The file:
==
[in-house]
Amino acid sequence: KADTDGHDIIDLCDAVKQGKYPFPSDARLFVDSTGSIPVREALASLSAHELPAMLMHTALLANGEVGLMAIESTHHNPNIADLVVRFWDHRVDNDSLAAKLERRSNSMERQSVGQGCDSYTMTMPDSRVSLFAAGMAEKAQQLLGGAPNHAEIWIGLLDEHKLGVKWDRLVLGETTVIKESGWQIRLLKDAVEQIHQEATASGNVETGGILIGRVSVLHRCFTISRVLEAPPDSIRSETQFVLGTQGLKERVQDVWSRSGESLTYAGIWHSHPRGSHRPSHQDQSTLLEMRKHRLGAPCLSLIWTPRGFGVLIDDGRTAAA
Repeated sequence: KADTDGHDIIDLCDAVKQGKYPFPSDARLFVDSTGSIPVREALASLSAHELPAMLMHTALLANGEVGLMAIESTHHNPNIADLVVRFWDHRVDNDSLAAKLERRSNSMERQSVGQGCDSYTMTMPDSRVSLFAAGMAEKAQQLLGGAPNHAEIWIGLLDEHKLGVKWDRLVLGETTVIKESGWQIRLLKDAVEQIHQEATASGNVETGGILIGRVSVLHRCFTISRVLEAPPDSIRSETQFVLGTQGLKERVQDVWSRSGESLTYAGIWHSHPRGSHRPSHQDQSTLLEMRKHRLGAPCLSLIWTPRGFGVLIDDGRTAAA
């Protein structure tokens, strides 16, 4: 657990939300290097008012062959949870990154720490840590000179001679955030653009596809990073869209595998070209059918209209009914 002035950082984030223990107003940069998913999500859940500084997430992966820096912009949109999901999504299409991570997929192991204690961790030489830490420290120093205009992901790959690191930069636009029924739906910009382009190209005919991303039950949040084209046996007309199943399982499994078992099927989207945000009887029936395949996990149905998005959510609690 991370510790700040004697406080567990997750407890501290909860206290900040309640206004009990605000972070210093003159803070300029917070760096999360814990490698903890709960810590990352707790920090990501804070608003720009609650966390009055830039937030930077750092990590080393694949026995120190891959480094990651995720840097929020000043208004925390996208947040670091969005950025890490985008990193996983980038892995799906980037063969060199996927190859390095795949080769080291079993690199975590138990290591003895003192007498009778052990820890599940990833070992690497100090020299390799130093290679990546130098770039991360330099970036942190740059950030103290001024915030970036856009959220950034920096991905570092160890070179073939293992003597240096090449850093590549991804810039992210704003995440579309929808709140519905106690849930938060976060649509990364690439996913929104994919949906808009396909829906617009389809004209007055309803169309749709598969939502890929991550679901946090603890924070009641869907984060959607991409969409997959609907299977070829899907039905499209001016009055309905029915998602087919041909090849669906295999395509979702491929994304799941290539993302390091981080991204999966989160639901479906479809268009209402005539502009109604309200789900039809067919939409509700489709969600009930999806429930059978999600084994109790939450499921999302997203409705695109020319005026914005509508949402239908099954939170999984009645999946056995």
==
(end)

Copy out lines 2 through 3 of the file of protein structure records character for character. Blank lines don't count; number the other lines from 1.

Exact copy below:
Amino acid sequence: KADTDGHDIIDLCDAVKQGKYPFPSDARLFVDSTGSIPVREALASLSAHELPAMLMHTALLANGEVGLMAIESTHHNPNIADLVVRFWDHRVDNDSLAAKLERRSNSMERQSVGQGCDSYTMTMPDSRVSLFAAGMAEKAQQLLGGAPNHAEIWIGLLDEHKLGVKWDRLVLGETTVIKESGWQIRLLKDAVEQIHQEATASGNVETGGILIGRVSVLHRCFTISRVLEAPPDSIRSETQFVLGTQGLKERVQDVWSRSGESLTYAGIWHSHPRGSHRPSHQDQSTLLEMRKHRLGAPCLSLIWTPRGFGVLIDDGRTAAA
Repeated sequence: KADTDGHDIIDLCDAVKQGKYPFPSDARLFVDSTGSIPVREALASLSAHELPAMLMHTALLANGEVGLMAIESTHHNPNIADLVVRFWDHRVDNDSLAAKLERRSNSMERQSVGQGCDSYTMTMPDSRVSLFAAGMAEKAQQLLGGAPNHAEIWIGLLDEHKLGVKWDRLVLGETTVIKESGWQIRLLKDAVEQIHQEATASGNVETGGILIGRVSVLHRCFTISRVLEAPPDSIRSETQFVLGTQGLKERVQDVWSRSGESLTYAGIWHSHPRGSHRPSHQDQSTLLEMRKHRLGAPCLSLIWTPRGFGVLIDDGRTAAA